Holler If Ya Hear Me Brings Major Renovations to Palace Theatre

January 18, 2021 0 Comments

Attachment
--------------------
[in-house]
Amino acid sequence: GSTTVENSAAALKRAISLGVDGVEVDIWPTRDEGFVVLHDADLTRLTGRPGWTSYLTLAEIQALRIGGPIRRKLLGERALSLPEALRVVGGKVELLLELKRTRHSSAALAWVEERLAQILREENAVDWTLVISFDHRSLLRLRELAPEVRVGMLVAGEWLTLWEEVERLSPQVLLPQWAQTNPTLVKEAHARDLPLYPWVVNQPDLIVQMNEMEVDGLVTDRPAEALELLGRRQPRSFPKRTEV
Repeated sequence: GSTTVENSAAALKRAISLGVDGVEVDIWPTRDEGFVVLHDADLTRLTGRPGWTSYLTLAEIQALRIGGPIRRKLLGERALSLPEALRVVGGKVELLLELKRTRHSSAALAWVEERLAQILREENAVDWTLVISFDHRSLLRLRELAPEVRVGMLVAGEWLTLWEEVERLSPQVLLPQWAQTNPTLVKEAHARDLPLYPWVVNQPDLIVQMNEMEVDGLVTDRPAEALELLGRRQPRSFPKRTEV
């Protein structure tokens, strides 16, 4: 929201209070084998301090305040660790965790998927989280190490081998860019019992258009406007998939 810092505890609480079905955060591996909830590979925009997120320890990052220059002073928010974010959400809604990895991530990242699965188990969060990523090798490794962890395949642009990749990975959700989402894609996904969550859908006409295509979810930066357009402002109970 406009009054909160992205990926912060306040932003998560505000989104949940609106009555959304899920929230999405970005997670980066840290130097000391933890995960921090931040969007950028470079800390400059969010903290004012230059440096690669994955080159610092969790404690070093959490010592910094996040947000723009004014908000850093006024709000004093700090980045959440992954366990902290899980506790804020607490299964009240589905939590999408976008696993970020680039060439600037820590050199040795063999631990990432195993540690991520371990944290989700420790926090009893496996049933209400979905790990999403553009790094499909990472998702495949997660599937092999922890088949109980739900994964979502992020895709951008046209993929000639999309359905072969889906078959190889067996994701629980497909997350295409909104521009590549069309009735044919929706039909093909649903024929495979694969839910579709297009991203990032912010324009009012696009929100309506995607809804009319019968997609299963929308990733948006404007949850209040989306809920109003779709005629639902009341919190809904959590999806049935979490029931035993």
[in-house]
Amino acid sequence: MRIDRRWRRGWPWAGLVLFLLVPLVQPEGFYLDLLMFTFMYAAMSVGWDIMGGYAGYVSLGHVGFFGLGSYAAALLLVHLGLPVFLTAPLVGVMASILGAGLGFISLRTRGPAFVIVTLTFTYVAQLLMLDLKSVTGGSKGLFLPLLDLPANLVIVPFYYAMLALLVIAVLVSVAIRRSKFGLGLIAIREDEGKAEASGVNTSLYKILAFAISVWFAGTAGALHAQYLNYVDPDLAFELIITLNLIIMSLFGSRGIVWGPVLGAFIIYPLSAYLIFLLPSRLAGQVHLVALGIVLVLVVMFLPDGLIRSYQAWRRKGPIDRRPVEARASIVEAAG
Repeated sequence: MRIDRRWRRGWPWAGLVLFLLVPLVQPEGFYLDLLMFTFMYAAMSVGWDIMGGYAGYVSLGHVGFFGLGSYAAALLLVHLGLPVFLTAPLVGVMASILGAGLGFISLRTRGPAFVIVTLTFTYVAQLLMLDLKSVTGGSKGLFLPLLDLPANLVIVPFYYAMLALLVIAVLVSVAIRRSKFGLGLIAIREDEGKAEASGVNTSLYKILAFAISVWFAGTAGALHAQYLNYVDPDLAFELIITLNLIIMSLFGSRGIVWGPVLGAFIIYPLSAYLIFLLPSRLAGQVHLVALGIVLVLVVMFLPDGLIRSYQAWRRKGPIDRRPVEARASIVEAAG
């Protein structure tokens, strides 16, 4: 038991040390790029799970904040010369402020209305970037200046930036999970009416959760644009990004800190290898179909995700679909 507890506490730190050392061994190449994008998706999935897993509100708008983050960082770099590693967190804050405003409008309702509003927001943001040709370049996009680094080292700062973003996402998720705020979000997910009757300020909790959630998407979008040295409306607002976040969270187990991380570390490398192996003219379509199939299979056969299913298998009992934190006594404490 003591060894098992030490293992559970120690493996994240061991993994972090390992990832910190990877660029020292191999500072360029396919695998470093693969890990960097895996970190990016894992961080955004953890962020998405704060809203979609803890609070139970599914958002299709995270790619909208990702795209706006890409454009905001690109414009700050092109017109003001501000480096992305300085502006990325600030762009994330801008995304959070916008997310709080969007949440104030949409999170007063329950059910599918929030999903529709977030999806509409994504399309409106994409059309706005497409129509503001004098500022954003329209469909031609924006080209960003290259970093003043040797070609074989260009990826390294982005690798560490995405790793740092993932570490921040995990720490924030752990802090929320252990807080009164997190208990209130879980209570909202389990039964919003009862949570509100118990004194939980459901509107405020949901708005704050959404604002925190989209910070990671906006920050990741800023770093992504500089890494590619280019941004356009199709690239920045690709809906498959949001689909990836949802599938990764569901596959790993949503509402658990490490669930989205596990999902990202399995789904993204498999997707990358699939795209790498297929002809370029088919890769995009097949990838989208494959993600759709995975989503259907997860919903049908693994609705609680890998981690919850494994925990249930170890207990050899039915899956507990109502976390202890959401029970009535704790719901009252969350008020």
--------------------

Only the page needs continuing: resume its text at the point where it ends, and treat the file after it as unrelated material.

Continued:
first_imgSay goodbye to the Palace Theatre as you know it! According to the Wall Street Journal, the upcoming Broadway musical Holler If Ya Hear Me will bring major changes to the theater in the form of a $200,000 renovation. The restructuring will create a much more intimate atmosphere for the audience of the musical inspired by the lyrics of legendary rapper Tupac Shakur, which is set to begin preview performances on May 29. The ground-level orchestra seats have been changed into stadium-style seating, often found in movie theaters, reducing the theater’s capacity from 1,740 to 1,120. The renovations will also extend the stage out past the proscenium arch, covering the orchestra pit. The production will have to return the theater to its original state when it shutters. Written by Todd Kreidler, the non-biographical story of Holler If Ya Hear Me focuses on two childhood friends living in a poverty-stricken Midwestern industrial city, struggling to realize their dreams. The production will feature songs from throughout the late rap icon’s career, including “California Love,” “Keep Ya Head Up,” “Me Against the World” and, of course, the title song. The previously announced cast includes Tony winner Tonya Pinkins, Saul Williams, Christopher Jackson, Saycon Sengbloh, Ben Thompson, Tony nominee John Earl Jelks, Joshua Boone and Dyllon Burnside. Related Shows Show Closed This production ended its run on July 20, 2014center_img Director Kenny Leon hopes that these changes will drive home the idea that audiences “will feel that we know these young people, and they’re no different from whoever our children are.” Scenic designer Edward Pierce added, “everybody in those first few rows can basically high-five the actors. They’re just that close.” Holler If Ya Hear Me View Commentslast_img read more